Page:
Products are developed (designed and engineered), manufactured and managed throughout their lifecycle through a collaborative approach across a combination of functions (people, departments, organizations), processes and IT tools.
Every manufacturing organization that create products “does” some sort of Product Life-cycle Management (PLM); it might be fully enabled by tools and technology or not. Business benefits, effectiveness and efficiency will link to the PLM maturity (is it fit for purpose or not?) and its level of adoption (is it used properly or not?). Also, the relative maturity of one domain vs another, or one capability vs another, will inform about the overall maturity.
|Full PLM (i.e. the right tools for the right purpose)||Paper based PLM (i.e. limited tools)|
|Digital||IT tools to simulate Product Development (milestones, risks and issues, BoM data, CAD data, requirements, product configuration, etc.)||Only basic CAD (some people are happy with just that, but they miss significant business benefits), no integration of data, manual and people-based interpretation (not scalable, limited reliability and traceability, not sustainable for growth)|
|Virtual||Virtual series simulation, tracking of deliverables, virtual validation, accurate data reporting and live dashboard||Manual and / or limited traceability, lack of efficiency, data duplication and subject to interpretation, only supported by few key people, not scalable|
|Smart||Various levels of integration, contribution to leveraging technologies for product development and the way the product data is managed||No automation, lost of manual operations and activities|
Whether product portfolios are managed on paper (without IT solutions, or using Excel type of tools) or using advanced IT-integrated solutions, the same PLM principles apply:
- PLM is an enable to manage complex enterprise data that relates to the product realization (BoM, product configuration, attributes, requirements, cost, etc.)
- Engineering data is mastered in PLM, manufacturing and service data is typically mastered in Enterprise Ressource Process (ERP); it varies based on make-to-buy strategies, product complexity, manufacturing complexity, functional interdependencies, etc.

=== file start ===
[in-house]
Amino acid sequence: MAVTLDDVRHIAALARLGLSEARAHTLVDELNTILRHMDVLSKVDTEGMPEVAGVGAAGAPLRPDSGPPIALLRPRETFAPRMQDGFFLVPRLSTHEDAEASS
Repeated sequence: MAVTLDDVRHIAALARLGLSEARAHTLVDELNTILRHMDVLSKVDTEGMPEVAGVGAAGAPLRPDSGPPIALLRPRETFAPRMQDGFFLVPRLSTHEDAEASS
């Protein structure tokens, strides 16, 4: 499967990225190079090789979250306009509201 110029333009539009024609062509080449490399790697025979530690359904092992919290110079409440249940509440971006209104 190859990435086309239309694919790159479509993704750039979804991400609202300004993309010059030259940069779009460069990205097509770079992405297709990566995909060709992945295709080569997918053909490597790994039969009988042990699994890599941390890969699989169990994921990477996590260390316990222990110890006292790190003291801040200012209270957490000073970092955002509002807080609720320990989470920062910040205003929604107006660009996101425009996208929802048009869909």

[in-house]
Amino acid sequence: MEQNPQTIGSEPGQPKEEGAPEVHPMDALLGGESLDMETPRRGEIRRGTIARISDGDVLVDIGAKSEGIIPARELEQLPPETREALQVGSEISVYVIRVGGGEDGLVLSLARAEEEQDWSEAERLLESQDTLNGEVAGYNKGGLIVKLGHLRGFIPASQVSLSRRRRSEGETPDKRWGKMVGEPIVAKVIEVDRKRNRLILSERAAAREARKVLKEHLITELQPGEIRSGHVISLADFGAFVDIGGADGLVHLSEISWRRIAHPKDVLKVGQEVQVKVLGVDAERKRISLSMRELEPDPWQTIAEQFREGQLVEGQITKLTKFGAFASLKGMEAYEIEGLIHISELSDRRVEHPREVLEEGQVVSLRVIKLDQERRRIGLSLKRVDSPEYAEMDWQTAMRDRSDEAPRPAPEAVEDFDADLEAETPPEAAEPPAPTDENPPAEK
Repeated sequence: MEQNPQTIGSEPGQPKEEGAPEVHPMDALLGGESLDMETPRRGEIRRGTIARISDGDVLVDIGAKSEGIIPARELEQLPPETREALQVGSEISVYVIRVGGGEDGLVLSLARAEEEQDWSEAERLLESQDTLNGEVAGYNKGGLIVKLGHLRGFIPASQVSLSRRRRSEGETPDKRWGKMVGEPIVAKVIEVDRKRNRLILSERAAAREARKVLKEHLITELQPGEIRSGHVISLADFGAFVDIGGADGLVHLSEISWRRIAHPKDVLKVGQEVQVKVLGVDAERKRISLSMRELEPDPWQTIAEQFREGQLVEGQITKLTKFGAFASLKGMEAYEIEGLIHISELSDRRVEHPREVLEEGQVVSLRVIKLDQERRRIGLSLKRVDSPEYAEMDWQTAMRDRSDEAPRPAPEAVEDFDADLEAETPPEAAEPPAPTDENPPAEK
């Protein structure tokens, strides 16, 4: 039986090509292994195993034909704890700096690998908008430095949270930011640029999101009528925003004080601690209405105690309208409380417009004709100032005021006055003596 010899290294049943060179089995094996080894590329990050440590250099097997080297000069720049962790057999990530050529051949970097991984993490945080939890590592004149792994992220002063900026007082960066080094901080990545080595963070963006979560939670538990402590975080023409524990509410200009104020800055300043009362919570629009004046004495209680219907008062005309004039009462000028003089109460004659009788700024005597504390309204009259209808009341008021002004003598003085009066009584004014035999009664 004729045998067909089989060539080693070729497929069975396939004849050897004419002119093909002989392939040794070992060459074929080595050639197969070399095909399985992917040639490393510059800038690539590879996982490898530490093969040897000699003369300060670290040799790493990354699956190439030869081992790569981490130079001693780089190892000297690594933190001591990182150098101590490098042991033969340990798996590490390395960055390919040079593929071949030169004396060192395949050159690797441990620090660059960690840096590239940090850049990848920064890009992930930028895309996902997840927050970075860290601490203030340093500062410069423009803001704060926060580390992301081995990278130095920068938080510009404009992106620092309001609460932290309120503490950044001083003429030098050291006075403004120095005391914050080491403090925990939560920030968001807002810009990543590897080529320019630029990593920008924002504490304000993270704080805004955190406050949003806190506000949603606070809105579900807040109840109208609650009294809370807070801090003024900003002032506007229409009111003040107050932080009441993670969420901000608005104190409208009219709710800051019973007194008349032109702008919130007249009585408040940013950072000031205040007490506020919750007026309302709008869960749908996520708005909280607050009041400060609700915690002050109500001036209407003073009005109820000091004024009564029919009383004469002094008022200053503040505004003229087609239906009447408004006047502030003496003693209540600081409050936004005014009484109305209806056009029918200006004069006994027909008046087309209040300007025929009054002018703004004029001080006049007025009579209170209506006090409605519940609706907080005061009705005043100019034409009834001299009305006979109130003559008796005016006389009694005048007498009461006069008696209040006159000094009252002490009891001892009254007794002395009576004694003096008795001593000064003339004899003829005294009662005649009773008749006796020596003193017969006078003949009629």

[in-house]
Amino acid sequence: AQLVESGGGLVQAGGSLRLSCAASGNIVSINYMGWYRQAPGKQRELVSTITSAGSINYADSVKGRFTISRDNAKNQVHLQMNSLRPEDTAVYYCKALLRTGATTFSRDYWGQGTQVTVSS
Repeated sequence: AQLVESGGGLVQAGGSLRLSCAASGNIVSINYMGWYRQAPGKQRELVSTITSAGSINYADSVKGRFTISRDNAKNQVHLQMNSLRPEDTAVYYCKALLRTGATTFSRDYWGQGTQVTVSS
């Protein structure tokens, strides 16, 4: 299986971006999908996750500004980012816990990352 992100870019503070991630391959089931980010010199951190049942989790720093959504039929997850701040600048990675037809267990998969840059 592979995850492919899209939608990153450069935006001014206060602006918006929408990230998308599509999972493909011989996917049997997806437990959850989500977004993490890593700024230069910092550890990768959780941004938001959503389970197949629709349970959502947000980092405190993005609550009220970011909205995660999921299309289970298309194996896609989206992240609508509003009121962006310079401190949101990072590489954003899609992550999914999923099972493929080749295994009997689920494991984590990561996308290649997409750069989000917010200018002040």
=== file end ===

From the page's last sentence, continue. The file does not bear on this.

- PLM enables effective and efficient product realization (not only product creation); it accelerates maturity growth in product development projects by providing means to control key parameters of New Product Introduction (NPI).
- Virtual design and validation simulations enable faster developments while reducing the cost of new product introduction (greater simulation accuracy, faster product validation and verification, better outcome quality, reduction in a number of physical prototypes, greater data visibility and traceability, etc.).
- PLM is equally about engineering and product efficiency – enabled by better processes, better ways of working (organizational structures and culture); with the support of some IT tools.
Product efficiency is about make-to-buy strategies, purchasing coordination, effective cross-functional design reviews (part of a robust new product introduction framework), product quality management, error avoidance or control, quality assurance, complexity management (ie simplification and control), effective data searchability, alignment to compliance requirements and standards, data re-use optimization, on-time delivery and mis-revenue avoidance.
Engineering efficiency is easier to measure (eg resource efficiency by the number of heads or work hours reduced for non value-added activities) and improve than product efficiency.
Product efficiency has the potential to yield more tangible benefits: for instance, it can contribute to improving revenue with open innovation, access to new solution networks, enhance products and associated services, increase sales (top-line improvement) and efficiency through better delivery and engagement model, healthier competition, reduction of poor quality (bottom line improvement) by 2 to 3 fold by reducing direct and indirect material cost.
Digital technologies are disrupting and changing businesses, and this includes PLM tools and technologies, capability solutions and their integration to Enterprise-IT. Product innovation, development and manufacturing are at the forefront of the ‘digitalization‘ of product realization lifecycle. Bridging functional silos, integration of data, processes, business and IT is ‘stimulating’ innovation in product and service delivery.
What are your thoughts?
This post was originally published on LinkedIn on 12 November 2015.